The second stage of the DBS surgery was usually performed 2–6 days after the first procedure. Here, the externalized connections were removed and sterile lead extensions were tunneled subcutaneously. The neurostimulator was inserted in a subcutaneous pouch either in the abdominal region or infraclavicular and connected to the extensions. Before closure of skin, wounds were rinsed with antiseptic solution.

LFP Recordings

During the last 12 years, LFP recordings have been performed in our center for various experimental paradigms using stimulation, different motor, and cognitive tasks (e.g., [9, 27-38]); the technical setup has been constantly updated and improved. However, the general experimental procedure remained the same: during the externalization period, patients participated in LFP recordings in a dedicated electrophysiology laboratory. The experimental procedures were always conducted by a trained medical doctor, according to strict aseptic guidelines. Great care was taken in the handling of the sterile, postoperative wounds; wound dressings were removed, and wounds were cleaned with the antiseptic solution, then we placed a sterile preliminary dressing, including the DBS leads connected with the recording extension for the course of the recording session. Additional sensors for recording of electroencephalography, electromyography, or motor performance (e.g., accelerometer), as well as the ground electrode were attached; if necessary, for the experiment. Overall, LFP recordings are a complex procedure, which is more time-consuming than routine clinical test stimulation in externalized patients. After the recording, the wound was freshly dressed following renewed disinfection of the wounds applied.

Literature Review

We conducted a systematic literature search in PubMed regarding infections in DBS and movement disorders using the key terms ([“parkinson’s disease” OR “dystonia” OR “essential tremor”] AND “infection” AND [“deep brain stimulation” OR “deep brain” OR “DBS”] AND “externalization” OR “externalized” OR “externalizing”) with 5 results in February 2021, and (“infection” AND [“deep brain stimulation” OR “deep brain” OR “DBS”] AND [“externalization” OR “externalized” OR “externalizing”]) yielding additional 2 references [20-25, 39], of which one was a review [25] and one was a case report [39]. Here, we additionally present our results in relation to the major controlled clinical DBS studies [1, 3-5, 14, 16-19, 40-42] (Table 3). While a direct statistical analysis of literature proved difficult due to the variety of confounders, we conducted a descriptive confidence interval-based comparison of the studies.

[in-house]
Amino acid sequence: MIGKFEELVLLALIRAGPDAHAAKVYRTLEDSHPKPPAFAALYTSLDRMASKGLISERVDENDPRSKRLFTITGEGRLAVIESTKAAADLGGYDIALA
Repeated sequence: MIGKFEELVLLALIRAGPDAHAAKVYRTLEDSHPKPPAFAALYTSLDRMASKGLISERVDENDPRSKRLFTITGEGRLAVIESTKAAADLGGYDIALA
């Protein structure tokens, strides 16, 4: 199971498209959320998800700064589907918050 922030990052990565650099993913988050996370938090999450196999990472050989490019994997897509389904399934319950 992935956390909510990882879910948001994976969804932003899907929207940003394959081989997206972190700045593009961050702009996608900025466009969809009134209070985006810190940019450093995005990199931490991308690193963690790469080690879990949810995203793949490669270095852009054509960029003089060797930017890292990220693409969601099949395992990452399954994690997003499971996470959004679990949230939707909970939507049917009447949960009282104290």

Demographics

Between January 2008 and November 2019, a total number of 528 adult patients received DBS surgery in our center, mostly for movement disorders such as PD (308), isolated and complex dystonia (93), essential tremor (86), as well as for other indications such as depression or symptomatic tremor. The main DBS targets were the subthalamic nuclei, internal pallidal globe, and ventral intermediate nucleus, for more characteristics see Table 1. DBS leads manufactured by different companies were used in this study (Medtronic: 355 patients, Boston Scientific 147 patients, St. Jude Medical/Abbott: 26 patients).

Table 1.

Demographic overview

Demographic overview
Demographic overview

Incidence and Characteristics of Infections